Wednesday, May 16, 2007


Artnews has a take on how art can sell so high:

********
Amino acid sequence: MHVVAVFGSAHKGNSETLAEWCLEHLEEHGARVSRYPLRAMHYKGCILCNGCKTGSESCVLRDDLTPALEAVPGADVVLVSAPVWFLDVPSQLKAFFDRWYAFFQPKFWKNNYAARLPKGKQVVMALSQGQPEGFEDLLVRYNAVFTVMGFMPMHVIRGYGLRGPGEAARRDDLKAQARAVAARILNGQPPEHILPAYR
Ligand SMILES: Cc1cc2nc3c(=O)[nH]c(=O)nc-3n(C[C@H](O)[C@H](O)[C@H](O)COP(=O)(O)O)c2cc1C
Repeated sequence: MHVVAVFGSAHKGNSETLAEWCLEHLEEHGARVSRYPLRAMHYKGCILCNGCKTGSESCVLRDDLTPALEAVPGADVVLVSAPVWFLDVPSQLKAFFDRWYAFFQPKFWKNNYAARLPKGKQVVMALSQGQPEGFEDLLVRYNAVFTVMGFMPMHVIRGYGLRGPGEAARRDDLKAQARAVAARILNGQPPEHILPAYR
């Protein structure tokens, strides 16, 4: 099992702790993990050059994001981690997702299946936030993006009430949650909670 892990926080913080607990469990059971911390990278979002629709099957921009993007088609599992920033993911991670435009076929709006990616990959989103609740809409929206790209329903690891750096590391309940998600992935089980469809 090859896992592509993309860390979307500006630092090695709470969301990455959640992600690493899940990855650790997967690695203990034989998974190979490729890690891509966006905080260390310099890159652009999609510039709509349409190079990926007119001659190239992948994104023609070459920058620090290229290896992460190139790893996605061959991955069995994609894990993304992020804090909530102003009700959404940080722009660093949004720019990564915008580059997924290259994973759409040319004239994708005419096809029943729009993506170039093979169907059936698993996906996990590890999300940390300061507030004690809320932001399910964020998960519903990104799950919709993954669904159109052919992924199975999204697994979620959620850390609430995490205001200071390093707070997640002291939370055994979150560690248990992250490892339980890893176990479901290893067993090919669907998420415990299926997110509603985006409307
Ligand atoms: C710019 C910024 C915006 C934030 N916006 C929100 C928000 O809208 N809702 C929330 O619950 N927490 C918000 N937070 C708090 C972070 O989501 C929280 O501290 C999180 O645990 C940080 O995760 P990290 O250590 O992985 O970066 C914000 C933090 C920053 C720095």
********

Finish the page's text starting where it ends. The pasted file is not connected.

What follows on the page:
"...Findlay says certain collectors 'only become interested in an artist if works by that artist have been demonstrably sold in a particular price category and perhaps—although subjective—a fairly high price category. If you presented the work of an unknown artist to them and said, ‘You can have it for $15,000,’ they might not look at it, either literally or with any degree of interest.” Queens Museum of Art director Tom Finkelpearl accepts it as a given: “It’s an inevitable human response to understand that there is a certain degree of power in monetary value. You look at this four-by-five-foot piece of canvas and think, ‘It’s worth as much as a house,’ or ‘It’s worth ten cars.’ People compare it to their own lives and how they spend their money.” The reported value of objects 'inevitably shapes the way we look, perhaps sometimes in stunned disbelief,' says Lynn Gumpert, director of the Grey Art Gallery at New York University. 'It makes us look two or three times at something that we might not have paid attention to. It makes us rethink our judgment...'"


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